The accessed bit flag is set in a corresponding PTE whenever the page is accessed. The aging process scans the PTEs sequentially to identify the pages which have/have not been accessed and the pages not accessed are eventually designated for the idle list and may be paged out. The scanning process is inherently time consuming. Not all the PTEs in a page table need to be scanned, since only a sub-set of the pages corresponding to these PTEs will be present in physical memory. Typically, a large number of the PTEs may have to be scanned just to find an entry corresponding to a page that is present in physical memory. Essentially a very large number of entries may have to be scanned in order to locate the PTEs corresponding to the pages present in the physical memory.
Thus there is a need for a method and apparatus to more effectively manage memory in a computer system. In particular, a method and apparatus which utilizes ager more efficiently in a paging based memory management is required.
The invention disclosed herein comprises a method and apparatus for utilizing ager more efficiently which substantially eliminates or reduces the problems of prior art agers. The method and apparatus described herein increases the efficiency of ager by creating classes into which the processes are arranged.
In accordance with one aspect of the present invention, a method of increasing the efficiency of ager is provided. All the processes within a computer system are categorized into a plurality of classifications. Pages from the processes are then potentially swapped out of physical memory based upon an accessed/not accessed history.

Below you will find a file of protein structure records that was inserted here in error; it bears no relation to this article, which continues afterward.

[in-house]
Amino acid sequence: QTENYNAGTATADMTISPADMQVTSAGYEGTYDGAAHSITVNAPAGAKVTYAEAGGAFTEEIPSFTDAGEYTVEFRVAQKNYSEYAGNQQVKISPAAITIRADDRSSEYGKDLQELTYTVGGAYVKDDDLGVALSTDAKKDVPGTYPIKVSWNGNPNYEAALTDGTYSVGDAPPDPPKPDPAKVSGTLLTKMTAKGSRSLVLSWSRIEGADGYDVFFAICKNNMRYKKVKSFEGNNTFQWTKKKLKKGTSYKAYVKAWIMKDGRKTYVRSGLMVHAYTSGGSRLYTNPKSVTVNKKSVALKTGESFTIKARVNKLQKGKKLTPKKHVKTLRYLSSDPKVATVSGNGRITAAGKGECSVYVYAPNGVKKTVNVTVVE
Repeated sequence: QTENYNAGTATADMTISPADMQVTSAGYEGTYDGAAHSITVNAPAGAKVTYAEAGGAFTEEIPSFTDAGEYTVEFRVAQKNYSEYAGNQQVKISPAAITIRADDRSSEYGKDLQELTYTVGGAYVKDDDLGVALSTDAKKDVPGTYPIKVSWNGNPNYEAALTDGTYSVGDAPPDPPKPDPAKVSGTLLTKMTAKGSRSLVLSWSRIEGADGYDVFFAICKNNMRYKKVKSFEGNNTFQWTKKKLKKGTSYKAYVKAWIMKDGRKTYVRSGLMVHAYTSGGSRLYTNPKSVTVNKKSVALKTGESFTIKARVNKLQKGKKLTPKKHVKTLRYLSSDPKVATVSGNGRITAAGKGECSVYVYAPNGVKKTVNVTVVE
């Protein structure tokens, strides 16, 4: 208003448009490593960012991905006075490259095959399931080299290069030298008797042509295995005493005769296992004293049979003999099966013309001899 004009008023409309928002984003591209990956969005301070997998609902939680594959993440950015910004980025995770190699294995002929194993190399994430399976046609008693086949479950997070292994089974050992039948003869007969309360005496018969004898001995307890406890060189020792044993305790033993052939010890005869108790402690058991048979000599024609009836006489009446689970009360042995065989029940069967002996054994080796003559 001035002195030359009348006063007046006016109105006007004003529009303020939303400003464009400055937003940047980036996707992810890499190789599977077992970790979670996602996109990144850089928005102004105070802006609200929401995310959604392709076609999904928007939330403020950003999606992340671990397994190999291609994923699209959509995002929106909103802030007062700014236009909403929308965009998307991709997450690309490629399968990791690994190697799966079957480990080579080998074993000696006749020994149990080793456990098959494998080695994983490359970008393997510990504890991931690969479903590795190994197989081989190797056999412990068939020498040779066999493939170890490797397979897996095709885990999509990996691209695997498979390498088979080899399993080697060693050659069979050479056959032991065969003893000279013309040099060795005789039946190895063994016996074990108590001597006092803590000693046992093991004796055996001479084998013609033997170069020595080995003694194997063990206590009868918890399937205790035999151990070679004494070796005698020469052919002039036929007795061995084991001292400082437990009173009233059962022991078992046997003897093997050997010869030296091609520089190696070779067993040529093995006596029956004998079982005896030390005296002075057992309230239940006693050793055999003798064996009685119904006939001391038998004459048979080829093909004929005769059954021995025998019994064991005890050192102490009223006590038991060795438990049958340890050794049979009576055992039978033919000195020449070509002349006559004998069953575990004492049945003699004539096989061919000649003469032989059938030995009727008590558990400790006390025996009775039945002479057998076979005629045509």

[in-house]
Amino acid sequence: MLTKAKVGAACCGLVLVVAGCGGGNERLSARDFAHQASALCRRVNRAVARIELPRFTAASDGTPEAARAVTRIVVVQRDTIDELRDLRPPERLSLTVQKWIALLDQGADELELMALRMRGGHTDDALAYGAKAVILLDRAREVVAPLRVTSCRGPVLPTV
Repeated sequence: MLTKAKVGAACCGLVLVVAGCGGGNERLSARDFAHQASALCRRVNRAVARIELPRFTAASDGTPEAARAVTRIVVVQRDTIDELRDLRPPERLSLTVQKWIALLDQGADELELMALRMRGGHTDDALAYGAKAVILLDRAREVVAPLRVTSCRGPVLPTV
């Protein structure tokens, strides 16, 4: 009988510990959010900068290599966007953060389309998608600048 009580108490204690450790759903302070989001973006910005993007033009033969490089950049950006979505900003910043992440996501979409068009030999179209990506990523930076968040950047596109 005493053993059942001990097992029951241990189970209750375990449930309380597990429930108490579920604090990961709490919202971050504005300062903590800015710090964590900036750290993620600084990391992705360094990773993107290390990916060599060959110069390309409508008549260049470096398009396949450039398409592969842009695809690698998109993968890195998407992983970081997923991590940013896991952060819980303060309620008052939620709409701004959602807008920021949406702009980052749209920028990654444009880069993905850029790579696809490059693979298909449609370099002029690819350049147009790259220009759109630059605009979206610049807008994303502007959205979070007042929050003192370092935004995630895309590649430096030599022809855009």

In one embodiment, the processes are placed into one of four different classes. If the process has received a plurality of CPU time slices greater than a predetermined number after an aging service thereto, the process is a class one. If the process has received a plurality of CPU time slices less than the aforementioned predetermined number after an aging service thereto, the process is a class two. If the process has received no CPU time slices after an aging service thereto, the process is a class three. If the process has received no CPU time slices after a predesignated number of aging services thereto, the process is a class four. When it becomes necessary to locate pages for potential swapping, aging services are then provided to the processes in the order of class four, then class one and then class two.
In addition, a table may be created for maintaining a count for each process of every CPU time slice allocated thereto and for every time the ager detects there were no time slices allocated thereto. The count of time slices allocated will be reset each time the ager "visits" or performs an aging service to that process.
It is a technical advantage of the present invention that ager is pointed to the correct next process for aging service. By classifying the processes, ager will be able to visit the correct process when time is of the essence, i.e., when the system is over-committed and physical memory space is needed now.